▶️ OSU-Cascades students reflect on COVID experiences in published book

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Reflecting…learning…growing. 

A group of first-year students at Oregon State University-Cascades practiced all three during the fall term of 2020. 

Former writing instructor Jenna Goldsmith was teaching a class for incoming students hoping to assimilate into college life, but the pandemic and distance learning meant “college life” was turned upside down. 

“They probably weren’t in that moment thinking ‘I should be journaling about this so I can read about it from my point of view down the road’, so I thought, let me assign something,” Goldsmith said. 

She assigned a series of journal entries for her 28 students to reflect on the strange new pandemic world. 

“I think looking back and reading through my journal, probably feeling a little lost during my first term at college, not being able to do some of the exciting and fun things that a lot of freshmen got to do in previous years,” OSU-Cascades student Anya Rozek said. 

“I would say that the biggest thing about COVID that made it really difficult to be a first-year is that if you were an introvert and had a hard time connecting with others, maybe the only way you could really find people to connect with in areas of your interest was with the very brief opportunities you would have,” OSU Cascades student Wyatt Didway said.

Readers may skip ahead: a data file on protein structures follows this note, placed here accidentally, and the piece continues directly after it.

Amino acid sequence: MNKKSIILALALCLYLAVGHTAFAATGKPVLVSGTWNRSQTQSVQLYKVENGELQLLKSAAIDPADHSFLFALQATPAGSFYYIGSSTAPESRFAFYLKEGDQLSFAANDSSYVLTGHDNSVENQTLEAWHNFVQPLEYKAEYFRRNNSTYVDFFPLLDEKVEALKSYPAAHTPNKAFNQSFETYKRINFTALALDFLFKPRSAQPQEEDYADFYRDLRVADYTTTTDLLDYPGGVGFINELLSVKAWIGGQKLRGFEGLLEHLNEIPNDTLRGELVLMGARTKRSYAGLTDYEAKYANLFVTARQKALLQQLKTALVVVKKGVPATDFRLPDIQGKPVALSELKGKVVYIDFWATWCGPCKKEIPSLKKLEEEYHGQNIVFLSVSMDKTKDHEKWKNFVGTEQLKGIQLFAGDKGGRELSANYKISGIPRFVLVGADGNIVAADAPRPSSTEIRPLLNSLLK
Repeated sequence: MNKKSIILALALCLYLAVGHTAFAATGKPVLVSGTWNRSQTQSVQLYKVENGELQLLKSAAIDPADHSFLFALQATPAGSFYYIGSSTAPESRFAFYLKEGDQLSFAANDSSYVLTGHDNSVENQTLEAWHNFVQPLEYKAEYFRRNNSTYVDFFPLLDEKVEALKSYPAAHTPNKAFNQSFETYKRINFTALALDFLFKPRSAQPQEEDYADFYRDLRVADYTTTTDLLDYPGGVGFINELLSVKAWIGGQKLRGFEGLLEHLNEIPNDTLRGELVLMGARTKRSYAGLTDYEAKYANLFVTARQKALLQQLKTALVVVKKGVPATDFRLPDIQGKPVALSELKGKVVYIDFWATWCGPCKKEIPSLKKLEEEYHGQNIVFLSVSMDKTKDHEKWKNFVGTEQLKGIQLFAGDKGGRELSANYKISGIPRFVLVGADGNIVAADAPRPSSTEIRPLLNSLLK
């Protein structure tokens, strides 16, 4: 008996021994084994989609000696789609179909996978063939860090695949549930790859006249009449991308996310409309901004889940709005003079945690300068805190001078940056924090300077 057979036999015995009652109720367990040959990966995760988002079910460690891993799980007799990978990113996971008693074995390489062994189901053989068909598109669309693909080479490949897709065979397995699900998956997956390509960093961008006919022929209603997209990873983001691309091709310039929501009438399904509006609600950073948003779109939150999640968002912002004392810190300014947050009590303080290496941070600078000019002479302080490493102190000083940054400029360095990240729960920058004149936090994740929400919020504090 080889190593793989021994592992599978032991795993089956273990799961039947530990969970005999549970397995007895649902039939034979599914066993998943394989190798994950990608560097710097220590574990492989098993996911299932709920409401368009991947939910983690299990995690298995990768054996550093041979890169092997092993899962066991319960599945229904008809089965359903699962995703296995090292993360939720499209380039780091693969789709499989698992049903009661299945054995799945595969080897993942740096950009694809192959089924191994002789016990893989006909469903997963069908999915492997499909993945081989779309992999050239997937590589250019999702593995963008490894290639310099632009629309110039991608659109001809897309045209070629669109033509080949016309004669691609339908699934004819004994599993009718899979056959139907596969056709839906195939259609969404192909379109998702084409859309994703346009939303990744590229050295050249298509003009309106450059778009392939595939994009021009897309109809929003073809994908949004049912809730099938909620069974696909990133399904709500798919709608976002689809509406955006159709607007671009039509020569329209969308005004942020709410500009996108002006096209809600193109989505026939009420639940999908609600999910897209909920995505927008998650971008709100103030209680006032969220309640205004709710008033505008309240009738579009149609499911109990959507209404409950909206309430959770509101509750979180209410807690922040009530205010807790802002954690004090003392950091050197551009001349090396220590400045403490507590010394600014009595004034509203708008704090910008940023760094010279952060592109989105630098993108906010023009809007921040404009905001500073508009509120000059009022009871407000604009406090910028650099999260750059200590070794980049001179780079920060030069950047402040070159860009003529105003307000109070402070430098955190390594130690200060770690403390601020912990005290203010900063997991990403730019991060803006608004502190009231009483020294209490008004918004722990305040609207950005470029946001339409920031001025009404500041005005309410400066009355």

After receiving a grant from Women’s Giving Circle at OSU, Goldsmith was able to compile more than 80 student entries for publication in a book called “There is No College in COVID.” 

A year after the assignment, it’s been published through Belt Publishing and is available for sale, with proceeds going towards scholarships at the university. 

“I think they understand that what they went through was unique and an experience that not many people can say that they’ve gone through,” Goldsmith said. “I think it provides a really nice window into the world of what those students were going through.”

“My hope is that…people take away that yes, we are young adults, and yes, we’re at college, but it’s still a challenge, and we went through a global pandemic,” Rozek said. “And that mental health needs to be more of a priority in the education field.” 

“I feel like I learned a lot about what it means to really cherish the few connections that you have and the few similarities you have with people,” Didway said. 

“I think there’s a lot to be learned from a lot of the students that were there during the fall term of 2020 and really all around the world with all the things that happened, we have a lot of reflecting to do.”

Goldsmith and her students will meet in February on campus for a public reading of the journal entries and a face-to-face meeting for the first time. 

“It’s one thing for me to be able to talk about the book, but it’s another thing entirely to imagine students being able to read those entries and talk about how their lives have changed since writing,” Goldsmith said.

You can purchase “There is No College in COVID” through the Belt Publishing website here or by ordering through your local bookstore. 

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